Ann Rheum Dis. 2005 Aug;64(8):1210-3. Epub 2005 Feb 11.
Autoantibodies to a NR2A peptide of the glutamate/NMDA receptor in sera of patients with systemic lupus erythematosus.
Husebye ES, Sthoeger ZM, Dayan M, Zinger H, Elbirt D, Levite M, Mozes E.
Department of Immunology, The Weizmann Institute of Science, Rehovot 76100, Israel.


{oral immunoglobin}; is for celiacs disease, and Irritable bowel syndrome and for new born babies of low birth rate and it is suppoe to stop the destructive inflammation of the intestine -necrotizing enterocolitis.

{Intervenous immunoglobin}

bone marrow transplant
Chronic lymphocytic leukemia
Common variable immunodeficiency (CVID) a group of approximately 150 primary immunodeficiencies (PIDs), which have a common set of features (including hypogammaglobulinemia) but which have different underlying causes
Idiopathic thrombocytopenic purpura
Pediatric HIV
Primary immunodeficiencies
Kawasaki disease
Chronic inflammatory demyelinating polyneuropathy (CIDP). Only the "Gamunex" brand manufactured by Talecris is approved for CIDP (in 2008), under the U.S. Orphan Drug law provisions
Kidney transplant with a high antibody recipient or with an ABO incompatible donor
[testing in the US (as of December 2008)Alzheimer's Disease
Early experimental results in 2012 from a small clinical trial in humans have shown hints that it may protect against the progression of Alzheimer's Disease.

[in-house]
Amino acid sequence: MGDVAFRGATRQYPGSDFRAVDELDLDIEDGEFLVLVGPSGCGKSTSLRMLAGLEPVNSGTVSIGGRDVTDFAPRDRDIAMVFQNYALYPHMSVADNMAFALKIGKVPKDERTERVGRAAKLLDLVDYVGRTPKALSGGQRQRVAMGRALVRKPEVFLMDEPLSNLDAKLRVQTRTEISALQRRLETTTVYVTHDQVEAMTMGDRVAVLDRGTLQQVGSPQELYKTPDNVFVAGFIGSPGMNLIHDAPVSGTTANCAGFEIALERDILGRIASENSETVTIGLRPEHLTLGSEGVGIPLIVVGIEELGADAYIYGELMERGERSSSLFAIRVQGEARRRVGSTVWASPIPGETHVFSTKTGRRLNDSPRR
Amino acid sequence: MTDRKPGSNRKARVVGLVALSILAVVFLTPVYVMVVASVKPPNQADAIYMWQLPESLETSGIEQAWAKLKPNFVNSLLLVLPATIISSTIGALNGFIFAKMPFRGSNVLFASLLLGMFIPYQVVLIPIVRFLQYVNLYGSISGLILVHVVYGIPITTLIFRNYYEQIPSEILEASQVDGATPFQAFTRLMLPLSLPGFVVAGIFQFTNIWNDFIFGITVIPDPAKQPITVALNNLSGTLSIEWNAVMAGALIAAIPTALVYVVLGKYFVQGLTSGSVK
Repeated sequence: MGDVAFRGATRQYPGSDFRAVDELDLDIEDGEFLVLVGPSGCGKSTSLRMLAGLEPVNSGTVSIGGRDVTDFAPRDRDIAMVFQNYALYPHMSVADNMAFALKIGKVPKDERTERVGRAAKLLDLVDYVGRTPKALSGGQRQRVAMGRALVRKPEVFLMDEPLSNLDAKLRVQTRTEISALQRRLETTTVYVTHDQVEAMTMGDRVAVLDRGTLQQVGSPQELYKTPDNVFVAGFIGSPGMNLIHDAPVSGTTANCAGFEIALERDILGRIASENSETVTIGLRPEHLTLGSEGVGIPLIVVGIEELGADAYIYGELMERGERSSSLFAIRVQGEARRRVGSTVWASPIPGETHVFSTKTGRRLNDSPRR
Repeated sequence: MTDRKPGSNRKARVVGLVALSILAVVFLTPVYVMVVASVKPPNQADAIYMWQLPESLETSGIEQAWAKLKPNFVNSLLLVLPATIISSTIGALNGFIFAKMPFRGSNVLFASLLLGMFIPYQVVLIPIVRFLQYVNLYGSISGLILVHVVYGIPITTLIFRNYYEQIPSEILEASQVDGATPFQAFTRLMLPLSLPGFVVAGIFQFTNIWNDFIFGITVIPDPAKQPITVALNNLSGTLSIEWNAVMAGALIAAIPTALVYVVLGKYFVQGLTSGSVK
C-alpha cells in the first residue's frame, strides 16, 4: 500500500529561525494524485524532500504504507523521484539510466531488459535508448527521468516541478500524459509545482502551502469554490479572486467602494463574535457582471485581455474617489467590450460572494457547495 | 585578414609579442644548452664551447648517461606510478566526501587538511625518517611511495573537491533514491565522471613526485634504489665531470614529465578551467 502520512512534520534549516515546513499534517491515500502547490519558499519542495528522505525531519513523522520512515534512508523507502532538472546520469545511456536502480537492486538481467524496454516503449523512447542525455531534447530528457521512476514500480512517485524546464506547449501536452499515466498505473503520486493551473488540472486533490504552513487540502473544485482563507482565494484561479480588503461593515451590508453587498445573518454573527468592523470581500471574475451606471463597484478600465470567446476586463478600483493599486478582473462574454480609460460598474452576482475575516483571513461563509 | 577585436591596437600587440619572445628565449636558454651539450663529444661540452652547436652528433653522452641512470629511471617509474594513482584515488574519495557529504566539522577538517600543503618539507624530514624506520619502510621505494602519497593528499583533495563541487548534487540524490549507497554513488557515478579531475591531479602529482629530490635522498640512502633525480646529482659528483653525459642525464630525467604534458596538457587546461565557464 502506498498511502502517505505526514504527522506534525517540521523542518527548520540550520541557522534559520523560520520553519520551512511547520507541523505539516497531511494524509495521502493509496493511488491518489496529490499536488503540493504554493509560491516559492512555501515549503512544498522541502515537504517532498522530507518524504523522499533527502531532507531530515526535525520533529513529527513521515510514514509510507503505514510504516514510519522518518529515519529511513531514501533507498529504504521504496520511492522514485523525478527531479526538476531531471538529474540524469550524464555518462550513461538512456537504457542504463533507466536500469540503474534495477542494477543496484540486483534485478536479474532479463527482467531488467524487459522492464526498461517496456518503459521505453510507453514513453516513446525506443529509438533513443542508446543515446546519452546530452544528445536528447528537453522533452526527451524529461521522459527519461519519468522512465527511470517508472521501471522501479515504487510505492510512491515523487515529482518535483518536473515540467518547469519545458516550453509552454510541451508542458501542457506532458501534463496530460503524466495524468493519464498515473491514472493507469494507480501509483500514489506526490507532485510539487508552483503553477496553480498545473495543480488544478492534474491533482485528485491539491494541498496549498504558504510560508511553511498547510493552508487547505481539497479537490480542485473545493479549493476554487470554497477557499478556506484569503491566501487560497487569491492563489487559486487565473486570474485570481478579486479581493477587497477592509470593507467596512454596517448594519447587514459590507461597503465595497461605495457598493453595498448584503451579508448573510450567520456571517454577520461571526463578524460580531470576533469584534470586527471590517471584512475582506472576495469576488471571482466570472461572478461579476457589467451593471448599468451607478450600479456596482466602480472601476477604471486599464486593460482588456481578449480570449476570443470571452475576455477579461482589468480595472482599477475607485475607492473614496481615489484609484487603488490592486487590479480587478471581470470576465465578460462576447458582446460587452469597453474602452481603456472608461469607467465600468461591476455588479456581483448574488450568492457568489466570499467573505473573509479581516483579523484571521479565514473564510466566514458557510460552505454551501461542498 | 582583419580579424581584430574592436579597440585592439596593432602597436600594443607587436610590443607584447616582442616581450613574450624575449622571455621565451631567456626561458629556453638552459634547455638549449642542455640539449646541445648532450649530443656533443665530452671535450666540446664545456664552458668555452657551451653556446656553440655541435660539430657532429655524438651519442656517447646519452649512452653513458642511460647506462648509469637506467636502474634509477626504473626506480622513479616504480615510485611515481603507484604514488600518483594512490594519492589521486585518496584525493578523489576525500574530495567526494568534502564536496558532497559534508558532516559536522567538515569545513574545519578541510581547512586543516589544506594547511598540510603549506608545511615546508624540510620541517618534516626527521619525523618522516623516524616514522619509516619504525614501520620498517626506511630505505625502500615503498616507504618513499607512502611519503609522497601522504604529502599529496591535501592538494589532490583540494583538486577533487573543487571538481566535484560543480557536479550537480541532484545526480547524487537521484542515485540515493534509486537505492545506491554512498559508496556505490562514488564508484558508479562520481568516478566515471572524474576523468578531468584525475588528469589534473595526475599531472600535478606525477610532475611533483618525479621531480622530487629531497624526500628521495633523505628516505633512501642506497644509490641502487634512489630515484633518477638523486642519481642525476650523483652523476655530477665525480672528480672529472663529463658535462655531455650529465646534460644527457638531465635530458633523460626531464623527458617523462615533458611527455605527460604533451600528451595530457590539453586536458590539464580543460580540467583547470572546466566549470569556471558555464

According to experts at the Alzheimer's Association International Conference 2012 in Vancouver, the immune therapy called IVIG/Gammagard is first long-term treatment shown to halt the progression of Alzheimer's disease

More off label uses are:
Capillary leak syndrome
Chronic fatigue syndrome
Clostridium difficile colitis
Dermatomyositis and polymyositis
Graves' ophthalmopathy
Guillain-Barré syndrome
Muscular Dystrophy
Inclusion body myositis
Lambert-Eaton syndrome
Lupus erythematosus
Multifocal motor neuropathy
Multiple sclerosis
Myasthenia gravis
Neonatal alloimmune thrombocytopenia
Parvovirus B19
Post-transfusion purpura
Renal transplant rejection
Spontaneous Abortion/Miscarriage
Sjogren's Syndrome
Stiff person syndrome
Opsoclonus Myoclonus
Severe sepsis and septic shock in critically ill adults[12]
Toxic epidermal necrolysis
In chronic lymphocytic leukemia and multiple myeloma, as well as various rare deficiencies of immunoglobulin synthesis (e.g. X-linked agammaglobulinemia, hypogammaglobulinemia), IVIG is administered to maintain adequate immunoglobulin levels to prevent infections.
[edit] Complications and side effectsAlthough routine use of IVIG is common practice, sometimes for long term treatments, and is considered safe, complications of IVIG therapy are known and include:

dermatitis - usually peeling of the skin of the palms and soles.